3.6 million AT&T iPhone activations debunk claims subscribers are fleeing to Verizon
It's the official iPhone first quarter 2011 shipments day. AT&T announced earnings before the bell, and Apple will do so after the market closes. For all those prognosticators predicting a huge exodus of iPhone users from AT&T to Verizon, please accept my big, wet, splatter-in-your face raspberry. Yum.
During Q1, AT&T activated 3.6 million iPhones, up 1 million, or 23 percent, year over year. Three months earlier, AT&T activated 4.1 million iPhones. The 500,000 unit decline reflects seasonal changes more than any substantive competitive sales impact from Verizon iPhone. Important metric: AT&T said that iPhone churn, meaning subscribers switching carriers, was about the same as Q1 2010. Total churn for all categories was 1.36 percent, up slightly (1.3 percent) year over year. Churn was 1.32 percent in Q4 2010.
More broadly, AT&T added 2 million subscribers -- for 97.5 million -- and sold 5.5 million smartphones. Assuming a direct correlation of iPhone sales to activations, unlikely because of blackmarket purchases, Apple's handset accounted for nearly two-thirds of all AT&T smartphone sales. Now that AT&T is adding Android smartphones -- and Windows Phone 7 handsets, too -- the mix could change.
The crazy predictions about how many AT&T iPhone subscribers would flee to Verizon are looking more insane than ever. ChangeWave claimed that 26 percent of AT&T's iPhone subscribers would switch to Verizon. "ChangeWave's iPhone-switching-data is unreliable" I wrote in January. Days before Verizon iPhone launch day, uSamp issued survey results claiming that about a quarter of AT&T and Verizon customers planned to wait in line for the CDMA iPhone.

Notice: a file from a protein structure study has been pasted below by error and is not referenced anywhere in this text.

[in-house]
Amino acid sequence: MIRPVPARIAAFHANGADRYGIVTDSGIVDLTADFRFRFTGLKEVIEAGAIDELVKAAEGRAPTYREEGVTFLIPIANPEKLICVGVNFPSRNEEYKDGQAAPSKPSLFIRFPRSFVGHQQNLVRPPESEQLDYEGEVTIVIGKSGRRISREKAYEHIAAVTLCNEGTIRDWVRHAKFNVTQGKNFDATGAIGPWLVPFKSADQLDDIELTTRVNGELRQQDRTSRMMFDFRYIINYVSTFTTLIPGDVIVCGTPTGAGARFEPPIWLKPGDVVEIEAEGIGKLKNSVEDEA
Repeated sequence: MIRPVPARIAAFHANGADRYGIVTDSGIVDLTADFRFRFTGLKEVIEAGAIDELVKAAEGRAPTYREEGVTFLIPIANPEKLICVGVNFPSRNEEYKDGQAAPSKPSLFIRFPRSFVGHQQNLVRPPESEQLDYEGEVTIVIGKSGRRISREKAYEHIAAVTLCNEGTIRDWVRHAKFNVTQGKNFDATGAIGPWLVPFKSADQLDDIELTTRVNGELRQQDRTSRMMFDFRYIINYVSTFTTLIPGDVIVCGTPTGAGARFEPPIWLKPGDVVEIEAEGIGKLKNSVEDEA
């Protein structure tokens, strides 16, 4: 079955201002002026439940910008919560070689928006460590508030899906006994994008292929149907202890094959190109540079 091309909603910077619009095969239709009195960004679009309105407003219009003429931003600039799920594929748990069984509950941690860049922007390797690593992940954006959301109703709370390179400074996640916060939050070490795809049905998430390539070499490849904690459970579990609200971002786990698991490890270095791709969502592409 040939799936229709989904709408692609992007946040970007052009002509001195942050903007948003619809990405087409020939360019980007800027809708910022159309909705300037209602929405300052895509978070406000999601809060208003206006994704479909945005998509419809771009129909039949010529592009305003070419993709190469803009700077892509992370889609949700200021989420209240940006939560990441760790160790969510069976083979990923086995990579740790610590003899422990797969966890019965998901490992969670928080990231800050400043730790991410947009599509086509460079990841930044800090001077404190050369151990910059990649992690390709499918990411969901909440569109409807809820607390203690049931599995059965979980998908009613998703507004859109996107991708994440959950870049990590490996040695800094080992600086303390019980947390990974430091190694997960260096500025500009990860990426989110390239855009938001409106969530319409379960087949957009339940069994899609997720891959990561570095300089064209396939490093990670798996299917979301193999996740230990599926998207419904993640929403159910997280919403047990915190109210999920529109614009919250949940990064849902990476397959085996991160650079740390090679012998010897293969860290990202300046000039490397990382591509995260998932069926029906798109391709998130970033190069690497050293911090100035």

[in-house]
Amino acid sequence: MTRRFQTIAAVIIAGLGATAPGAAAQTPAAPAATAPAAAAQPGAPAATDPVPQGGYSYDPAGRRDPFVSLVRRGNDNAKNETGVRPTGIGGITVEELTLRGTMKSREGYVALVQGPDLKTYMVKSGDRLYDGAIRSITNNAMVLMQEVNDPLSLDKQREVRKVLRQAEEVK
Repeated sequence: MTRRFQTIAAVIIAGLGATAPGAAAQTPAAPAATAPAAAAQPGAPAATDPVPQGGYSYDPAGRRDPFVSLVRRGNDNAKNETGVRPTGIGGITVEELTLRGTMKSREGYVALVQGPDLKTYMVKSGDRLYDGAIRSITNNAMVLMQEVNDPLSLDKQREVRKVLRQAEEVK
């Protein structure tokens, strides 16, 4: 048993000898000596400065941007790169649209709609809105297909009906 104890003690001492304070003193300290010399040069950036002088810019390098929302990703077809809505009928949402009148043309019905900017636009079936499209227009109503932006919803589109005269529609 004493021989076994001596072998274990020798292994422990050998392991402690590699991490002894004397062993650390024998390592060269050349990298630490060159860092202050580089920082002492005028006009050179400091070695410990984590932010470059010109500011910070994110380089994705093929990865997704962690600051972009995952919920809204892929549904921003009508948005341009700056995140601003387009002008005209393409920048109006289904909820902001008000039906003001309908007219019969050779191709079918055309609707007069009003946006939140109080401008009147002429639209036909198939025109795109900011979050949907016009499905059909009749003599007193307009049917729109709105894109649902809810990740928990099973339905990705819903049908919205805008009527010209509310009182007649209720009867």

Verizon launched iPhone 4 in early February, with a big shocker: No lines. Apple and the cellular carrier clearly expected them, but people didn't show up. A few days later, I asked: "Say, whatever happened to that 1 million Verizon iPhones sold announcement?" Typically, if sales were good, Apple would say so, particularly when adding America's largest cellular network to the iPhone family.
In late February, Verizon Wireless CEO Daniel Mead did damage control PR, claiming that Verizon iPhone broke sales records unsupported by any data. However, he did say that 60 percent of sales were online, which I used to debunk assertions from the Apple fan club of analysts, bloggers and journalists assuming that Verizon must have sold 1 million iPhones during the launch.
Of course, AT&T has something Verizon doesn't -- the $49 iPhone 3GS. Have you seen the advertisements for this thing? I can't get away from them during prime time. AT&T's earning results don't indicate how many activations are for the dirt-cheap, older iPhone. But I wouldn't be surprised if they accounted for a substantial percentage of sales.
As for Verizon, iPhone sales could still be good. Just because AT&T isn't losing substantive numbers of subscribers to Verizon doesn't mean iPhone 4 sales there are bad. I wouldn't be surprised to see Verizon reveal respectable iPhone numbers during its earnings announcement tomorrow. Meaning: Verizon is likely to have expanded iPhone's reach in the United States. The base of subscribers is bigger, rather than shifting from one carrier to another. That's a win for Apple.